Lucas has long been driven by two things, wonder and worry, both as they relate to the natural world. Wonder around how it works, how it’s built, and how it’s evolving. Worry around what’s becoming of this world and our impact as humans.

Though his penchant for spending hours outdoors would be what you might expect for someone with such a post, his trajectory has been a bit more unexpected. He’s leapt often and looked later.

Lucas started his studies taking an entry-level zoology course, which stoked his passion for science and wonder about the world around him. After the first class, he went straight to the admissions office and declared his major in ecology.

Now, he’s heading up Microsoft’s AI for Earth program and team, and part of their work is to try to make the importance of our everyday actions and their impact on Earth tangible. The program, now a $50 million investment for the company, grew from Lucas’ passion for the planet and an idea that captured the attention of Microsoft’s leadership—and ultimately resulted in another leap, to the company’s headquarters in Redmond.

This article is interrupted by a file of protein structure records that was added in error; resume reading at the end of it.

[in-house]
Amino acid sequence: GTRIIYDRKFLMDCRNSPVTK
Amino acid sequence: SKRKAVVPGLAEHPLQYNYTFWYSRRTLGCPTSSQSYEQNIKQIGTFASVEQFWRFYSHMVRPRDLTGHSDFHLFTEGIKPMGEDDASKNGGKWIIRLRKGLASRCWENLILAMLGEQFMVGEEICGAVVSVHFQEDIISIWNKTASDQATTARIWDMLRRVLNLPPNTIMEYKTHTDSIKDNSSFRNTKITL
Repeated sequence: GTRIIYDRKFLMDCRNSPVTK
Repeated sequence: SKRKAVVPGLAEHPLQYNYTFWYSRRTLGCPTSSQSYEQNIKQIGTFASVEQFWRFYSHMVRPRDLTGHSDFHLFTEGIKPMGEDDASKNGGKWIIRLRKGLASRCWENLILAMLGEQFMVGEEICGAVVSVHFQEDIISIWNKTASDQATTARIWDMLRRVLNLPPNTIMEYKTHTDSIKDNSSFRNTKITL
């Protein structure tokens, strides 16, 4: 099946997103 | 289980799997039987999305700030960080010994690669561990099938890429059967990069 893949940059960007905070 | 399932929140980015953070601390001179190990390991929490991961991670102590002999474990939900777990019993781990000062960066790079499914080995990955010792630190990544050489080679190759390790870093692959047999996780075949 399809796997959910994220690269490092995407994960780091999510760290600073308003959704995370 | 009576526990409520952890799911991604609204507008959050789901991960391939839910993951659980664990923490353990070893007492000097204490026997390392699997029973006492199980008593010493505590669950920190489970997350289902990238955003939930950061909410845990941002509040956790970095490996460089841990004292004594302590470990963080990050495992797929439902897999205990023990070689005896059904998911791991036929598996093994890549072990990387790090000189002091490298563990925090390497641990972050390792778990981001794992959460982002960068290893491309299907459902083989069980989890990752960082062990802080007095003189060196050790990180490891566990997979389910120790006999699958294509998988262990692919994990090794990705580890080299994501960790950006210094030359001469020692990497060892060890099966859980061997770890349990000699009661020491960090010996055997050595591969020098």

“Nature fascinates me. Trees. What are these things?” he says, pointing outside the window. “How are we protecting them? What is our future?”

Once he found his passion as a zoology student, Lucas leapt again, applying for a rigorous PhD program.

But first, he and his wife, Jamie Joppa, newly married at the time, set off for Malawi for a two-year stint in the Peace Corps where Lucas worked at a national park and Jamie was a health-care volunteer. He returned to the United States and to North Carolina to finish his doctorate in less than three years—lightning speed by most standards.

Lucas’ doctoral advisor, Dr. Stuart Pimm, says that Lucas’ working in the field in Africa complemented his efforts in the classroom and beyond, adding that he was impressed early on by Lucas’ flexibility in different environments.

“It’s one thing to be good in the field. It’s quite another to put on a suit and tie and pound the corridors of power,” he adds.


Lucas took a job at Microsoft in the Cambridge, UK, research lab, where his world first intersected with Josh Henretig, a Microsoft employee based in Redmond, Washington, working on Microsoft’s sustainability efforts.